On the site of Colachel War Memorial, stands a fifteen feet high granite pillar with a Valampuri or Dakshinavarti shankh (conch) on its top – the symbol of erstwhile Thiruvithamkoor samasthanam or kingdom, with the inscription “The pillar commemorates the victory of the Travancore Army over the Dutch at Colachel on 31st July 1741 A.D. 15th Karkadagam 916 M.E”. One of the walls around has conches on its top, but it opens to a water tank maintained by the Colachel Municipality and beyond that lies the Sea shore where our men fought to save the integrity of the land.
The War of Colachel, which was a major milestone in the history of Thiruvithamkoor and the Dutch-East India Company (VOC) remains in the collective memories of the citizens through numerous stories that sprung up after the massive collective victory marked by the participation of the men from all strata of the society. Everyone had their share of stories that through the years got transformed into the stature of myths.
The victory of Colachel is not a smooth sail for our army as portrayed in the popular tales. It is not a victory that became possible by deceiving the dutch army through bullock carts and palmyra trees displayed as cannons. On the other hand, this was a fierce battle fought between the Thiruvithamkoor and the Dutch, that cost many lives.
During the period, the capital of Thiruvithamkoor was located in Kalkulam, fourteen kilometres away from the Colachel port. The South Thiruvithamkoor, a major part of which forms the present Kanyakumari district, was famous for its textiles and trade. Kottar, fifteen kilometres away from Colachel was the centre of inland trade, from where pepper and clothes were transported to the Coromandel region. The Dutch East India Company (VOC) with the vain hope of establishing their supremacy over the southern coastal region of the country that stretches up to Cape Comorin or Kanyakumari from Colachel, decided to abandon their policy of not interfering in the politics of the land. A war plan was developed by Gustaaf Willem, Baron Van Imhoff in 1739, the Governor of Ceylon, through which they aimed to have a blockade of the Colachel harbour from where the import and export of the goods were carried out then. They also hoped that this would give them access to the arms and ammunition from Ceylon which was under their control then.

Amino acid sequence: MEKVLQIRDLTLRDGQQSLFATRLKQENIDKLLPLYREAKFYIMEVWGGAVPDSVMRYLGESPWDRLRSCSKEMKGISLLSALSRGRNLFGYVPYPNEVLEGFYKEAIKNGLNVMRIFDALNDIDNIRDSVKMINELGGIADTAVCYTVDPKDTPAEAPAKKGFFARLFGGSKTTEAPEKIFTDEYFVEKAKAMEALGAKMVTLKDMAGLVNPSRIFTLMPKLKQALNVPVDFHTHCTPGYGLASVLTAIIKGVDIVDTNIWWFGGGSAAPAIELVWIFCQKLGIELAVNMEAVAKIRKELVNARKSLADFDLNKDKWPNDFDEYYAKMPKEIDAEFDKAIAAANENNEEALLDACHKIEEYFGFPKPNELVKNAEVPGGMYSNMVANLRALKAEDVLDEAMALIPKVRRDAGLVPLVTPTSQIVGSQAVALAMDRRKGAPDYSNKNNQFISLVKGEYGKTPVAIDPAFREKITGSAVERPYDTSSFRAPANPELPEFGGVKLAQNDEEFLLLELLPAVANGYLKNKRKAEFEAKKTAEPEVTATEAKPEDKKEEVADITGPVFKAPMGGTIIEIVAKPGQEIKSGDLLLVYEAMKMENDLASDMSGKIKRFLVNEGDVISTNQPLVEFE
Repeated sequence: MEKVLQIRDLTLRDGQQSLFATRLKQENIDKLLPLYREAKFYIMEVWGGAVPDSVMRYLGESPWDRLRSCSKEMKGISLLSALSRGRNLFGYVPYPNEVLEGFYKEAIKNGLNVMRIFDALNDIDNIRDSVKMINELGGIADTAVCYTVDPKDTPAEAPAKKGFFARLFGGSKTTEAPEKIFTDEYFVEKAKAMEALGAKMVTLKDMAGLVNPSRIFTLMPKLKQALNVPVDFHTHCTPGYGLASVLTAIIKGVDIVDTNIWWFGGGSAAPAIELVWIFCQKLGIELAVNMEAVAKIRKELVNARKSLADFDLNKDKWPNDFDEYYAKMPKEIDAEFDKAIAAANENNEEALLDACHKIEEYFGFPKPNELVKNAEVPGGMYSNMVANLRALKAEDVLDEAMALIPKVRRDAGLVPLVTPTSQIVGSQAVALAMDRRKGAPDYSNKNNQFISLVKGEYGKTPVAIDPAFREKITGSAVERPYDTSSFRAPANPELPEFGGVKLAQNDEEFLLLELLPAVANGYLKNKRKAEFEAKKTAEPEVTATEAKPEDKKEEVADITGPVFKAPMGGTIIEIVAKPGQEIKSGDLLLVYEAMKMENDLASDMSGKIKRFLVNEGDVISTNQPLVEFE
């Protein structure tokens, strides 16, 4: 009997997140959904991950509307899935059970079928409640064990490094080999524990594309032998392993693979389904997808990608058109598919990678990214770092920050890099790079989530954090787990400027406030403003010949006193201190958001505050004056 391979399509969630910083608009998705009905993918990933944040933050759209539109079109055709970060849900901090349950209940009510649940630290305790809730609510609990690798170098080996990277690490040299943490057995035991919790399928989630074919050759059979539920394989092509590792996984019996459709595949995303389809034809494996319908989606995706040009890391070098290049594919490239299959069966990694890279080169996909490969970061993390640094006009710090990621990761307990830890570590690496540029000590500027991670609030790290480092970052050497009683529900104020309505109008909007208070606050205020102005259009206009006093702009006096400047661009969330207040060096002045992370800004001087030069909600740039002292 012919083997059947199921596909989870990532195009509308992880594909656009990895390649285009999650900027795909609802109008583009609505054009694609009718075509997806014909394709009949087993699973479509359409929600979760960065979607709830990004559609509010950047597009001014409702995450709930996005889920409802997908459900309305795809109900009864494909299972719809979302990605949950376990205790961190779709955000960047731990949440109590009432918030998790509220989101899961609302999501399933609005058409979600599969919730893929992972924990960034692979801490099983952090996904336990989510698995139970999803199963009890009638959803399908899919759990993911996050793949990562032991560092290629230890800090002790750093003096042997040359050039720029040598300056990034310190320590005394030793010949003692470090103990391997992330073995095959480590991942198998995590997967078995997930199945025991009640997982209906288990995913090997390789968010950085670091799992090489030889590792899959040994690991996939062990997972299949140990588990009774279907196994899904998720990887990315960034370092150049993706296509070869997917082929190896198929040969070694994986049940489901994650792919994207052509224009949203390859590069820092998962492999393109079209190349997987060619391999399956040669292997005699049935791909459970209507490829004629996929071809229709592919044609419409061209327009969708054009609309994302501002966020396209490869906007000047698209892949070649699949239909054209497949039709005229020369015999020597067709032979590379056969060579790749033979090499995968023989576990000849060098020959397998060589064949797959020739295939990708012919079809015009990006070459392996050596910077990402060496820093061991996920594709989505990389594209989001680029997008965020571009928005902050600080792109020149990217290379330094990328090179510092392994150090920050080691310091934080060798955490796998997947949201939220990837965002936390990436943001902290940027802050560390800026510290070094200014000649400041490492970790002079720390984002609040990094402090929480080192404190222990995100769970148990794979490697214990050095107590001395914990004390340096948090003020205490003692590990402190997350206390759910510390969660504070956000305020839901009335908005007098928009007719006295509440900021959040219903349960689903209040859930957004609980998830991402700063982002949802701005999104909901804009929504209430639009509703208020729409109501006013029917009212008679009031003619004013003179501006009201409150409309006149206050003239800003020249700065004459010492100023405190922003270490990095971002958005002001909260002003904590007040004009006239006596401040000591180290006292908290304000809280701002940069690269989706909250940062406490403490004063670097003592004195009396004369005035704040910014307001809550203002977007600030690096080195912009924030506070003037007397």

On 26 November 1740, Dutch launched their first attack on the town of Colachel. Dutch ships that blocked the harbour bombarded the town and several people lost their lives. The army of Thiruvithamkoor that reached Colachel paused the further advancement of the Dutch. By mid-February 1740 another fleet of ships from Cochin advanced to Colachel. But they anchored on the roadstead as the coastline was well guarded by the army of Maharaja Marthandavarma. After two weeks, Dutch managed to land on the shore which was followed by a fierce battle. Both sides lost their men. The Dutch set houses on fire and attacked the Catholic churches and priests. Five Jesuits were made captives and taken to their ships so that they could be persuaded to act against the Maharaja, to which they never obliged.
Dutch were successful in advancing towards the interior lands. The nearby Eraniel Fort and Thengapattanam, another harbour and centre of the cloth industry, second to Kottar were attacked. On March 26, Dutch bombarded Thengapattanam, destroying several houses and temples. Men, women, and children were made prisoners and sold as slaves to VOC.
On April 1, the Thiruvithamkoor army, composed of three hundred Maravar Cavalry led by Kumara Thevar, son of Ponnam Pandia Thevar, the chief of Maravar troops and Nair troops retaliated. They were led by the second prince Rama Varma. Dutch were forced to withdraw their field artillery and had to confine themselves to the fort they managed to construct.
All this while, Maharaja Marthanda Varma was gathering arms and ammunition to besiege Colachel. On 27 May, after visiting Shri Adi Kesava Swamy Temple in Thiruvattar, Maharaja Marthanda Varma marched towards Colachel with artillery and carriages, and a massive attack was launched on 6 June. By mid-June, the army of Thiruvithamkoor surrounded the fortress of the Dutch from all sides. The Dutch army from Tuticorin landed in Kanyakumari hoping to march towards Colachel via road. In the days that followed, the Dutch suffered several losses. On 27 July, the Dutch army that marched towards Aramboli (the present-day Aralvaimozhi) met with a defeat. The day that followed witnessed the launching of another heavy attack by the Thiruvithamkoor army who used mines and paper rockets with burning fuses to set fire to the fortress. Commander Rijtel of the Dutch army died following severe wounds on August 2. The Dutch soldiers surrendered themselves to Maharaja Marthanda Varma and were made captives.
This war is also the record of the abundant loyalty, cooperation, and unity displayed by every section of the society towards their State. The Jesuits of the land refused to help the Dutch even after they were held as captives for days together. The headmen of the local fishing community never obliged the enemy even though they were persuaded with hundreds of rixdollars. Maharaja could build up an army of more than twenty thousand men within months with the help of karyakarars from all communities including Nairs, Ezhava, and Mukkuvars. The victory of Maharaja Marthanda Varma against the colonial European powers is therefore the victory of the common man of our nation whose love towards their motherland is unsurpassed.
Article by Savitha AR